All the LG G3 you love, with plenty of AT&T piled on for flavor
All of us here at the AC office are pretty much in love with the LG G3. We're not even going to try and deny it, nor should we. This is a damn good phone. It was good when Alex first reviewed it (and that is a must-read) and I was happy when Phil shipped me the AT&T version to have a long hard look at. I've been looking long and looking hard for about a week now, and it's time to put some words on some paper. Or a screen. You know what I mean.
LG G3 Review | LG G3 forums | LG G3 specs | LG G3 Accessories
There are no surprises here. AT&T's G3, for all intents and purposes, is the same as the Korean model, or the Verizon model, or the Sprint model, or any other models we've seen so far. You have a phone with an incredible 5.5-inch QHD (the upper-case Q is for Quad) screen that has an astonishing 2560x1440 pixels on it. When you do the math, that means there are 538 pixels per inch. Even better, putting the buttons on the rear of the phone — something LG has been doing for about a year — means you can shrink the bezels down and this 5.5-inch screen is packed into a body the size of a 5-inch phone. The design is nice, with a curve that fits your hand well enough and it's thick enough at the edge to get a good grip with a couple fingers and a thumb — while leaving your index finger free to work those back buttons. Yes it's plastic that looks like metal. No it's not soft-touch plastic. Either would have been a great addition, and I'll always notice that it's hard plastic because it feels like hard plastic. At least it's not greasy, slippery hard plastic like the G2 was.
Under it all you have a Qualcomm Snapdragon 801 clocked at 2.5Ghz. Paired with 3GB of RAM and 32GB of internal storage (you'll have about 24.5 free after the OS and assorted "stuff" is loaded) to make due with, and contrary to my early fears that this just wouldn't be enough to power all those pixels, the G3 does a fine job during normal use. I still want to tear things apart and see how hot the GPU can get, or what I can break by playing with that extra Gigabyte of RAM (some models ship with just 2GB, and everyone says there's not any noticeable difference) but just a week of normal use has satisfied most of my curiosity. LG, you done good. Add in a pretty darn good 13MP camera with OIS, a removeable battery and an SD card slot and you've ticked just about every box in the spec list that people want you to tick.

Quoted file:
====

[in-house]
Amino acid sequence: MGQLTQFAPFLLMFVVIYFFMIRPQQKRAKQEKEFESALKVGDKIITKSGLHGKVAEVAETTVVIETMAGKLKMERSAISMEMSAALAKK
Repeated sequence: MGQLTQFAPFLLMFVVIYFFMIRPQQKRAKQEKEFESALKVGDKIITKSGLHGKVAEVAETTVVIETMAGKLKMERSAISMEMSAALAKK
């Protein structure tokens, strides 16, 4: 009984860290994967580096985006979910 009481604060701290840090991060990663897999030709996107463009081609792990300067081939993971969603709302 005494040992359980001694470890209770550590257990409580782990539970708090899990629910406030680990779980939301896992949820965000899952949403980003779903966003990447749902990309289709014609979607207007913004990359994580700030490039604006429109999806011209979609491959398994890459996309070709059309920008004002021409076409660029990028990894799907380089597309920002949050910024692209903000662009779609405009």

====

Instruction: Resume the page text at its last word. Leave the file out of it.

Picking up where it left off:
When I had a first good look at the screen, I fell into a moment of Doge-speak. Such pixels. So resolution. Very Sharpness. The hype you have been hearing is warranted. It doesn't seem as bright as the screen on the Galaxy S5, but I don't see any of the washed-out colors some have mentioned. When displaying a vibrant image, the screen is nice and, well, vibrant. That's not to say that 1080p screens are now obsolete. Most of the time you won't notice a big difference between the G3's screen and an excellent 1080p display, like the one on the HTC One M8. But I'm a guy who likes to read, and I like to read on my phone. The G3 has the sharpest and clearest text of any portable electronic device I've ever used. Reading on the G3 is like reading on a Kindle Paperwhite. Not because of the contrast, but because of the very sharp and defined edges of each individual letter on the screen.
Of course, software is where all these different models try to stand out from one another. The AT&T G3 is running Android 4.4.2 KitKat, with the same LG "skin" (they're not really skins, but whatever) as all the other G3 models out there. The Android fan side of me hates it, but the consumer side of me thinks it's fine. It's as good or better than what Samsung has delivered, and you can tell the software has matured. And that's saying a lot — ask anyone who had an Optimus 2X what they think of LG's software. This is miles ahead of even last year's G2, and the software alone makes it a great update. It's my opinion that they still could pare things back just a bit, but I can't fault them for any one thing in and of itself. It's just a little "heavy."
Of course AT&T is no help here, as they have thrown every single piece of Android software they ever developed into the app drawer. OK, so not every one, but it sure feels like it. You have three different apps with location-based services, Broadband TV clients, crappy Wild Tangent games you'll never want to play and more in there. We expect it every time certain carriers sell phones, but it's still shocking to see just how much crap AT&T can stuff into one phone. Add in some of the Google Apps you probably aren't using (Hello, Newsstand!) and apps like Uber or Amazon Kindle and you have over two full pages of apps to sift through the very first time you turn the phone on. Apps that could be put in Google Play for you to download because you want them, not forced to deal with because someone else wants you to have them.
It feels good to vent, but nothing we can say will change it. All we can do is disable what we can, hide the rest, and roll with it. Or root the damn thing just to strip the crap away. You all know how that works by now. Don't let this be you're deciding factor, because for as much as we complain, it's pretty easy to address.
Value-added garbageware aside, I love this phone. it's still a little bigger than I would like it to be, but all that screen and hardly any bezel makes it more palatable. I think most of you would love this phone, too if you gave it a shot. It's my clear winner for 2014 phone of the year (so far) and I think LG hit it out of the park with the G3. I'll be using the hell out of it to test the network(s) (yes, I'm already trying some AT&T MVNO carriers) and things like battery life, and yes I want to screw with it to learn more about the magic GB of RAM. Anything we find that's good, bad or just damn cool, we'll be sure to let you know.